I discovered a Coach Training and Leadership Development Program that was talking about many of the things I had been drawn to since I was 5 years old, as I was a huge follower of Oprah over the years. They were reading books like The Power of Now and A Course in Miracles. I decided to take the program to grow as a leader and ended up realizing I was meant to be a coach. 

Two years later, I quit my job, and I have been coaching full-time now since 2012. I started coaching anybody on anything, one relationship at a time. It was really hard at first, but now I’ve gained a huge level of confidence in my gift and its value and have learned to trust myself, trust other people, and trust spirit in the process.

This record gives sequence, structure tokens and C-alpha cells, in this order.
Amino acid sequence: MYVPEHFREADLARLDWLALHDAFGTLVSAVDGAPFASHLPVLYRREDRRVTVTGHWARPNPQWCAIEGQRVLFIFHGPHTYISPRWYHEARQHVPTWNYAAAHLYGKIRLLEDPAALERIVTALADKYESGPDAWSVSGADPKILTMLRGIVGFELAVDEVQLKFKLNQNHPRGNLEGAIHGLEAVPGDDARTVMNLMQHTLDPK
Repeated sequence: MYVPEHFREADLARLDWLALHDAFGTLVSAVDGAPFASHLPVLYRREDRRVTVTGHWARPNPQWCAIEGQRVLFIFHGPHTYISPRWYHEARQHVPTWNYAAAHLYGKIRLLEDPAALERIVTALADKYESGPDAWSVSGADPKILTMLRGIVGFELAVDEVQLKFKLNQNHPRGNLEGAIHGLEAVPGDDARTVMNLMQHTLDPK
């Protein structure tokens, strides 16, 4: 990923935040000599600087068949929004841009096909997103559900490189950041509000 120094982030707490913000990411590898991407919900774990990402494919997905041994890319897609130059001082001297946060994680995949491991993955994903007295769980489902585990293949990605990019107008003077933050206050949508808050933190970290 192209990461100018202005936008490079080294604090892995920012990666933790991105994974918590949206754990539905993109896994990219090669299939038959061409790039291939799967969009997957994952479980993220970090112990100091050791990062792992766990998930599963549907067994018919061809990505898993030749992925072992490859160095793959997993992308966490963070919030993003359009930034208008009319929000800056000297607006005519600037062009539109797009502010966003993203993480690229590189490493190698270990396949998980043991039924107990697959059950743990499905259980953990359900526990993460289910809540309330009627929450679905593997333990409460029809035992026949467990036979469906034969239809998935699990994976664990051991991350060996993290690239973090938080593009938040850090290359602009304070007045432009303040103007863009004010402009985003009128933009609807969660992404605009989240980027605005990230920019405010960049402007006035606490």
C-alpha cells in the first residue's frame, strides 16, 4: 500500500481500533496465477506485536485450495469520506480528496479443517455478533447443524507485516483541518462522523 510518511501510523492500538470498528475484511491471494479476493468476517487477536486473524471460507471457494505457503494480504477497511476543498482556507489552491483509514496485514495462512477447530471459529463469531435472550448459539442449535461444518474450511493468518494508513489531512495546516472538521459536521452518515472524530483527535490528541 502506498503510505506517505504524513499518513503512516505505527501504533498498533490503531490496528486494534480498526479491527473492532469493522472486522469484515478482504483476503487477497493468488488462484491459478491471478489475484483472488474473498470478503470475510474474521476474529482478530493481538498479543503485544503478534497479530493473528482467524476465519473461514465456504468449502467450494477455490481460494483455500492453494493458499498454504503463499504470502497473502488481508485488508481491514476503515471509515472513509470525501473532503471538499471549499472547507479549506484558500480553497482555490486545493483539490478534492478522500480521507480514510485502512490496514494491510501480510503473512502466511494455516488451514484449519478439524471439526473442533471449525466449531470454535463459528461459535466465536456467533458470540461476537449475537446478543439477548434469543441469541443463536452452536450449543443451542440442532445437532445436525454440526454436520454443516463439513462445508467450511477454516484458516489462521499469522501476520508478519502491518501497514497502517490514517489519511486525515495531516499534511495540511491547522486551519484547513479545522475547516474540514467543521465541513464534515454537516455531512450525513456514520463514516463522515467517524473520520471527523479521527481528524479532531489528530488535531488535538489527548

We want to destigmatize talking about money, including how much coaches make. Would you please share with our readers any relevant revenue figures from your business?

My very first client was paying something like $100 a month for four sessions. A year later, I was charging $500 per month and had around three clients. It has not been a straight ride up, and that is the nature of a coaching practice. It has its ups and downs, but I’ve grown my business every single year over the last ten years, reaching a new peak at just over $200,000 per year.

The biggest shift I had was when I realized about 5 years into my coaching business that I had become dissatisfied with my job—the job I had designed. I designed it in a way that had me working too much, with too little flexibility, and not making enough money.